Facebook faces a hefty fine from the EU after antitrust regulators accused it of misleading them during its 2014 takeover of Whatsapp. The EU Commission had waved through the deal without conditions after Facebook had assured it that would be impossible to combine user information from the two social media services’ automatically. This summer, of course, it did just that, to a chorus of complaints from both users and competitors. The maximum fine is 1% of global revenue, so around $125 million, based on Facebook’s 2014 data.
FT, metered access
• VW Settles Over Larger Models’ Emissions Violations
After a last-minute hiccup on Monday, Volkswagen agreed to a compensation plan for buyers of 83,000 vehicles with 3-liter engines that violated U.S. emissions standards. As previously indicated, the settlement will come to around $1 billion, including a contribution of $25o million towards environmental remediation measures at state and local level. Separately, The Wall Street Journal reported that component supplier Robert Bosch, which provided the ‘defeat devices’ that VW had used, agreed to pay around $300 million in respect of its role in the crisis. VW had also agreed Monday to a $1.56 billion settlement with Canadian authorities, which still needs the approval of courts in Ontario and Quebec. Back home, the company said it had received clearance from German regulators for a fix to all 9 million of the affected vehicles sold in the EU, where it is still successfully resisting efforts to extract financial penalties.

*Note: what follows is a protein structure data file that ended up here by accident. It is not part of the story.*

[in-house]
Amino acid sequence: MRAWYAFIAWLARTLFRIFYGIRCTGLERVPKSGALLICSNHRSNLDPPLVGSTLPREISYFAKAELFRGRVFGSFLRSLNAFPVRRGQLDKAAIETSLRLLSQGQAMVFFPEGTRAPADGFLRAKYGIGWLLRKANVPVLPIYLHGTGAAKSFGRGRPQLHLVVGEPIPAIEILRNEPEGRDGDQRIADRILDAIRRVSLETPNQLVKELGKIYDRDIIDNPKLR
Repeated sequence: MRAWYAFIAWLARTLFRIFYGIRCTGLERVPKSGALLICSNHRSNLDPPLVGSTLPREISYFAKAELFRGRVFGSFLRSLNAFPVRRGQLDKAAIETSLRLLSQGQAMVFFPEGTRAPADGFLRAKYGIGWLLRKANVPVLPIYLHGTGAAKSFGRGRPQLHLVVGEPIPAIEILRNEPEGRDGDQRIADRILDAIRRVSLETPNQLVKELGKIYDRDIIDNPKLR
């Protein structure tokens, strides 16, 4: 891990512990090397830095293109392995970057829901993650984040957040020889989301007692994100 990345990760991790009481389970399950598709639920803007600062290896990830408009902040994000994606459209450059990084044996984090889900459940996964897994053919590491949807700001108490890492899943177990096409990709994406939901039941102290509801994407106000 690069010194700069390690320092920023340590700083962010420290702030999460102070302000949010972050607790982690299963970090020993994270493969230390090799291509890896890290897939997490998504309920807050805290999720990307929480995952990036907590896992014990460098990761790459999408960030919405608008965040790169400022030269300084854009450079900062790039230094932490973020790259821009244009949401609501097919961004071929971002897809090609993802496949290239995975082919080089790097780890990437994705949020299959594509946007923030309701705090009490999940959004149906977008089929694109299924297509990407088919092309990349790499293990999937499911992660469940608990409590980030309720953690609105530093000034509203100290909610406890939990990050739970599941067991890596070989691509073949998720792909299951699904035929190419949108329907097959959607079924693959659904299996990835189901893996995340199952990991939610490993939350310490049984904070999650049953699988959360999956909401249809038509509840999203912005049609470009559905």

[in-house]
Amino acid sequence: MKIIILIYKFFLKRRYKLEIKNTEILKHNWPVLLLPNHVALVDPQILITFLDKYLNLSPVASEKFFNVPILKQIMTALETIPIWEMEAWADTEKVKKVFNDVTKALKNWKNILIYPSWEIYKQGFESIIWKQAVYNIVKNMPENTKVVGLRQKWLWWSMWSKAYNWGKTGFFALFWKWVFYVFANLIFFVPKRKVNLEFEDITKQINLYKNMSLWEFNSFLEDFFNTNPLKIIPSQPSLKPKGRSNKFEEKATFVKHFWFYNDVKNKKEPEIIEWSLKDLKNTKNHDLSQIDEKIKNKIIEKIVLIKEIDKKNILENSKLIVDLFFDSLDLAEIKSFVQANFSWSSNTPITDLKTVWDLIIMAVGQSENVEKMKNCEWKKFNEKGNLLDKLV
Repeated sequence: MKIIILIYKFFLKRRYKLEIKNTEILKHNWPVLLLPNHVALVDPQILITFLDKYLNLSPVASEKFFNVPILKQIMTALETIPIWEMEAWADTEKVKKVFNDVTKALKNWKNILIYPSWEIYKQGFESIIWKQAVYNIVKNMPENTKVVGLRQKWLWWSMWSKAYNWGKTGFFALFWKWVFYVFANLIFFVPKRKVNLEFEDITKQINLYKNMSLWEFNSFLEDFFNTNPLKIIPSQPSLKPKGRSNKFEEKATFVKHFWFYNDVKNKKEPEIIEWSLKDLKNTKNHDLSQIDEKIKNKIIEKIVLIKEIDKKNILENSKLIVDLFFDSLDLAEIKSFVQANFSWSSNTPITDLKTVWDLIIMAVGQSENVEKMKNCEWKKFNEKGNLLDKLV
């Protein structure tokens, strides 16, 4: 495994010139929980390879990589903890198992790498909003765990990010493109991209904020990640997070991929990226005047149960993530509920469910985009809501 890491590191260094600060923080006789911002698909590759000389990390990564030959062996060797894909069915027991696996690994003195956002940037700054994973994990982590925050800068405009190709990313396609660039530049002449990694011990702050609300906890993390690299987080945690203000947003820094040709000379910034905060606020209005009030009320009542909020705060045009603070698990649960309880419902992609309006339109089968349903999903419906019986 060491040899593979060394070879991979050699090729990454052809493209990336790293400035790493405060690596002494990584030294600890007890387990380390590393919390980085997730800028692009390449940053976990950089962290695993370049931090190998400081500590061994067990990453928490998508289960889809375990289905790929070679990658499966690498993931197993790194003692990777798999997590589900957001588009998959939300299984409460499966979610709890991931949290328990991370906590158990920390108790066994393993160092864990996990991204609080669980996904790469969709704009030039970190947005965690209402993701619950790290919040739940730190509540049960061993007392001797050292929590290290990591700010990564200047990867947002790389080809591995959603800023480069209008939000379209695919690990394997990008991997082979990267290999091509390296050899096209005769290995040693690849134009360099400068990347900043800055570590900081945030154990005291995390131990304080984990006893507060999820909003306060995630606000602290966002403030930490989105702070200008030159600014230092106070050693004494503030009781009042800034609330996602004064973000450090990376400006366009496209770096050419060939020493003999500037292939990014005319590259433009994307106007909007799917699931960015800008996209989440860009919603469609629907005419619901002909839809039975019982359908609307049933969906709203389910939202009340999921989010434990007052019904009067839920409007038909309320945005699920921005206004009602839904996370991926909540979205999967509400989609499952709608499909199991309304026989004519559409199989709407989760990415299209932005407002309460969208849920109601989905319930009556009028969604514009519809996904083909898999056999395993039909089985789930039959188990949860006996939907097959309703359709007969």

Around the Water Cooler
• Nike Gets Some Love From Wall Street
Shares in Nike rose over 4% in response to a stronger-than-expected quarter that showed it making big gains in higher-margin ‘direct-to-customer’ sales (the flip side of a trend that did for Sports Authority). However, Wall Street, which has distinctly fallen out of love with the sports gear maker this year, still found something to fret about, in that Nike’s ‘future orders’ rose only 2%, missing forecasts for a 5.2% rise. The company says analysts overplay the threat to it from Under Armour and Adidas, but both have done well this year at Nike’s expense, especially in basketball gear.
• Big Trouble at Big Food